The Maine Legislature convened on February 23 to debate several pieces of legislation, including a bill that would ban the mandating of COVID-19 vaccines for five years and another that would add an equal rights amendment to the Maine Constitution if approved by voters at the ballot box.
The legislature’s masking policy was also the source of a tense exchange in the House of Representatives. Before the chamber took its official picture, Rep. Kathleen Dillingham (R-Oxford) requested a roll call on a motion to temporarily suspend the chamber’s rule requiring members to wear masks for the purpose of taking the photo. The measure passed by a vote of 121 to 14, well above the required two-thirds majority.
Dillingham requested a roll call vote and also asked Fecteau to consider “moving in the direction of us not returning to wearing our masks once we’re done with this picture and follow what so many other states are doing, along with even schools within the state of Maine, to allow masking to be a choice versus a mandate.”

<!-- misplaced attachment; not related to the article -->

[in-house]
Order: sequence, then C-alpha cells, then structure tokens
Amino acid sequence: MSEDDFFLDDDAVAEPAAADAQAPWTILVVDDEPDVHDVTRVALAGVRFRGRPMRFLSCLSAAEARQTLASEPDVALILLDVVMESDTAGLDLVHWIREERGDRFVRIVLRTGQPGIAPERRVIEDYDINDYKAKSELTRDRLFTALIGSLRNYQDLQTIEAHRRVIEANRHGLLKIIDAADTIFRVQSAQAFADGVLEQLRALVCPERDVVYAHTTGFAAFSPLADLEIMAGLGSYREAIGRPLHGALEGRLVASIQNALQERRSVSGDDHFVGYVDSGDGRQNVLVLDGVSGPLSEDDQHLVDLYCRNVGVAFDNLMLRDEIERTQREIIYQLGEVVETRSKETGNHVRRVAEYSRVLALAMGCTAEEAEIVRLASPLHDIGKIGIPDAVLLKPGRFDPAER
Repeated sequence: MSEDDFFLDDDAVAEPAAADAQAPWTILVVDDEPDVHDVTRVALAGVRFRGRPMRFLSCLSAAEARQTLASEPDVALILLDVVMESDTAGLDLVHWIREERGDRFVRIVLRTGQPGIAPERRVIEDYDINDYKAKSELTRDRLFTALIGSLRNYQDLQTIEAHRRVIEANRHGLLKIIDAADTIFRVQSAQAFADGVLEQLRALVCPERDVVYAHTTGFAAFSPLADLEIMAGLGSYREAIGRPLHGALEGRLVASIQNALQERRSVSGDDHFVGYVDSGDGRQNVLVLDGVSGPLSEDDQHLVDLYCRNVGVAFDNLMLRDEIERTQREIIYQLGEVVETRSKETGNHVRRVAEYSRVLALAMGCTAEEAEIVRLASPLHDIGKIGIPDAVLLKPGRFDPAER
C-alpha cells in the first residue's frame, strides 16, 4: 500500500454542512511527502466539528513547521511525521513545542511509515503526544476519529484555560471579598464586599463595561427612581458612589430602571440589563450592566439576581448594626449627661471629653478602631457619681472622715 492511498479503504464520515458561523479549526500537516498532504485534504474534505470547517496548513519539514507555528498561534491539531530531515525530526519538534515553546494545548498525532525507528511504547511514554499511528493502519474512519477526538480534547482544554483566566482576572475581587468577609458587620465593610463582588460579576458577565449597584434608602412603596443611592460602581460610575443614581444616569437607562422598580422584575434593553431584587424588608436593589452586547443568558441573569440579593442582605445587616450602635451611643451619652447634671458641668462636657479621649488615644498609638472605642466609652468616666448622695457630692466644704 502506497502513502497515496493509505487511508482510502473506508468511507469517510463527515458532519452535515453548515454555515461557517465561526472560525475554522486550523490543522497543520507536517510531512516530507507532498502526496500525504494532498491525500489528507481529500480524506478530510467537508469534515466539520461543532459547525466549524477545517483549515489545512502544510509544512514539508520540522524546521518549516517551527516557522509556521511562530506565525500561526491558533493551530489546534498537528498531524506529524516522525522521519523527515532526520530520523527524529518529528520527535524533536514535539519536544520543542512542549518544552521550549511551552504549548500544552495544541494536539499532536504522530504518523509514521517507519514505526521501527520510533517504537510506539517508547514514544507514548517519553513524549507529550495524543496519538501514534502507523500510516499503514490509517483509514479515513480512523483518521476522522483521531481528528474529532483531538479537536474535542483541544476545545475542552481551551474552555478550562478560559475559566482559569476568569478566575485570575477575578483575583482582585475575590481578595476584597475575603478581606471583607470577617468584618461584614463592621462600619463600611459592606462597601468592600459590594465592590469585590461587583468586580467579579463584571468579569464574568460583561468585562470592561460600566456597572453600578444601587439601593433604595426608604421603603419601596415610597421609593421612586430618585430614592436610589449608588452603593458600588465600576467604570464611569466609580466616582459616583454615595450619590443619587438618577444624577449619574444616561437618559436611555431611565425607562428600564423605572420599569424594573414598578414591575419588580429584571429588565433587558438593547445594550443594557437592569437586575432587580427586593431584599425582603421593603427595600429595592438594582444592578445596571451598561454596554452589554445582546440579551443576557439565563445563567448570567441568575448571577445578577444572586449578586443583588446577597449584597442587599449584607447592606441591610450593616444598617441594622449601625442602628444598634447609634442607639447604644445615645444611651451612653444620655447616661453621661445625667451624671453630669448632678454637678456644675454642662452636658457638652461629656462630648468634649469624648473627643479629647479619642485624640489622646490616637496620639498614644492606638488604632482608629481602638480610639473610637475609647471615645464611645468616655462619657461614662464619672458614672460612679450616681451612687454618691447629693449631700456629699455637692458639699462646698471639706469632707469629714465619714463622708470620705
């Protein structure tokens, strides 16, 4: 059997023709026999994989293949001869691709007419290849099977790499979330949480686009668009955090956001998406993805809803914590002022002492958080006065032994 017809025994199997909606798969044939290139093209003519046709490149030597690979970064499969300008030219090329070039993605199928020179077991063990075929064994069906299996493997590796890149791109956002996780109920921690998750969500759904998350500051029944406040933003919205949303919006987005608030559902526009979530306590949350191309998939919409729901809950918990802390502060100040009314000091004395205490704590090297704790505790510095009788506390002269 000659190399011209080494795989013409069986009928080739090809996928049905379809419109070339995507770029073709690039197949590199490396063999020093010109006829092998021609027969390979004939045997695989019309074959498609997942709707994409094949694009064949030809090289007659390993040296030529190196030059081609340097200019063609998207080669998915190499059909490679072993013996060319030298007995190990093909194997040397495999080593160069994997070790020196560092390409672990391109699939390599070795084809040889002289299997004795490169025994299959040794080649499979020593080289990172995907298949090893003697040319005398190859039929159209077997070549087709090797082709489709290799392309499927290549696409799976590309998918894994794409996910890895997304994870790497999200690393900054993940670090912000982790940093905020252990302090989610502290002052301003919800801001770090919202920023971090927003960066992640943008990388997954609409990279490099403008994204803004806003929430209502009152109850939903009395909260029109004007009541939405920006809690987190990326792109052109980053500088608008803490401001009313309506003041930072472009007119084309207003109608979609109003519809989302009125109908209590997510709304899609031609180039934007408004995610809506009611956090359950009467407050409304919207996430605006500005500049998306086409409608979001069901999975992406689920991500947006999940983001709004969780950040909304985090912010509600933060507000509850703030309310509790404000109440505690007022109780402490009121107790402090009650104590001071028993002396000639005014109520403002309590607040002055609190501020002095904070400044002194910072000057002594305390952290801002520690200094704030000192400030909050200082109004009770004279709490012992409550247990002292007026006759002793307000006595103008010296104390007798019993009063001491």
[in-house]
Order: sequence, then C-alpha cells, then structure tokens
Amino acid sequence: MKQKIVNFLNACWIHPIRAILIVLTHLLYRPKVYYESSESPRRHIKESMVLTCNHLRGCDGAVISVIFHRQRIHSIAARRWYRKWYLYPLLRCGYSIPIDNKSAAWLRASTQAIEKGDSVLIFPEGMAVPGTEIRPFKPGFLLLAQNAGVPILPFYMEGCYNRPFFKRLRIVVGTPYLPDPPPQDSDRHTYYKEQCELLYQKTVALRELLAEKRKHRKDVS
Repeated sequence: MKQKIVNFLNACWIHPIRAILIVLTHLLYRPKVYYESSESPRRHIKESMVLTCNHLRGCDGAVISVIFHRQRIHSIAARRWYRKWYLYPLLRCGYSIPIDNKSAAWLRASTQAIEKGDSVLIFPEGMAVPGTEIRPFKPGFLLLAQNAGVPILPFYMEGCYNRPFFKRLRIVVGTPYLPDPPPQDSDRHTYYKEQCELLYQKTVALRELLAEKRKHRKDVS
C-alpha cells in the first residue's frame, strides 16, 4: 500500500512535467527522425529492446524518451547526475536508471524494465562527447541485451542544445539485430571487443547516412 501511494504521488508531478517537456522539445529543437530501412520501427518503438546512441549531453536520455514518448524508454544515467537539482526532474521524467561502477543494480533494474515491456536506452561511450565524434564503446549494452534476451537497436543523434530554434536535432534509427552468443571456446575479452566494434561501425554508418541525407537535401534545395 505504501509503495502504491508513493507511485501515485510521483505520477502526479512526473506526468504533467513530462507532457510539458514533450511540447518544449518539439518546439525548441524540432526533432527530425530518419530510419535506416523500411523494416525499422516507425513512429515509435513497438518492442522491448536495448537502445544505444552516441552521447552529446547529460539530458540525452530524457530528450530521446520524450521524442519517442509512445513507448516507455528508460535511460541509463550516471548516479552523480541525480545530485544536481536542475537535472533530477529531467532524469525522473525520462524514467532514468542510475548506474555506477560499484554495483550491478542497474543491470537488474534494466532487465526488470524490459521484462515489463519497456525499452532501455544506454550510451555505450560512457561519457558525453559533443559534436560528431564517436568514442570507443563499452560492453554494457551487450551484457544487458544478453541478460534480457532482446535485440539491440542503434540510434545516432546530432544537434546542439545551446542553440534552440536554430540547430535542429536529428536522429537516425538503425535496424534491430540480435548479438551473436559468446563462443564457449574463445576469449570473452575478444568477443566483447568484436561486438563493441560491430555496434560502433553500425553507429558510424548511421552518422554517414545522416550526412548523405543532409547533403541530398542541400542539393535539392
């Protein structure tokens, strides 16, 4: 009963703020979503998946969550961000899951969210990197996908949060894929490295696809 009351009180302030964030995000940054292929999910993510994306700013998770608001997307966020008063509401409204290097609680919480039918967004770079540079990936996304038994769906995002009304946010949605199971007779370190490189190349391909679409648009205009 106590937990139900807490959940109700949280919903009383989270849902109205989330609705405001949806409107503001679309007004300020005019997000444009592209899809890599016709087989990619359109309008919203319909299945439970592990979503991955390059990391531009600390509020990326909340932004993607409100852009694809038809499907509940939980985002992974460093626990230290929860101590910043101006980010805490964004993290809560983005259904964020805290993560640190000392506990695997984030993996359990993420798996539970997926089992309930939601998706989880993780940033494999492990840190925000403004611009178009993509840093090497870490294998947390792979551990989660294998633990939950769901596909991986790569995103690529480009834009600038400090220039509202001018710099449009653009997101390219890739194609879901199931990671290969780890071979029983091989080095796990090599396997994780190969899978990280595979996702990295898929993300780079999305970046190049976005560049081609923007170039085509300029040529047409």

Following the picture, Dillingham asked Fecteau for clarification on whether the motion on which they had voted was a temporary suspension of the rules, requiring members to put their masks back on.
Fecteau replied in the affirmative and Dillingham asked for further clarification.
“Is it your intention to not move on with our work in our chamber, or get to the point where individuals are asked to leave the chamber if they do not adhere to rules?” Dillingham asked.
“We will not begin our work until all members are once again complying with the rules of the House. And I will sit here in this chamber for as long as it takes. So if we want to sit here until 10 p.m. this evening, so be it, but we will follow the rules,” Fecteau replied.
“And if we get to the point where either you’re going to have people removed from the chamber and there’s work that comes from the Senate on the supplement, those members will not be able to be present in the chamber to be able to vote on the supplements, is that correct?” Dillingham asked again.
Fecteau affirmed that this was the case and Dillingham requested a roll call vote on suspending the rules to allow members to participate in the chamber without a mask.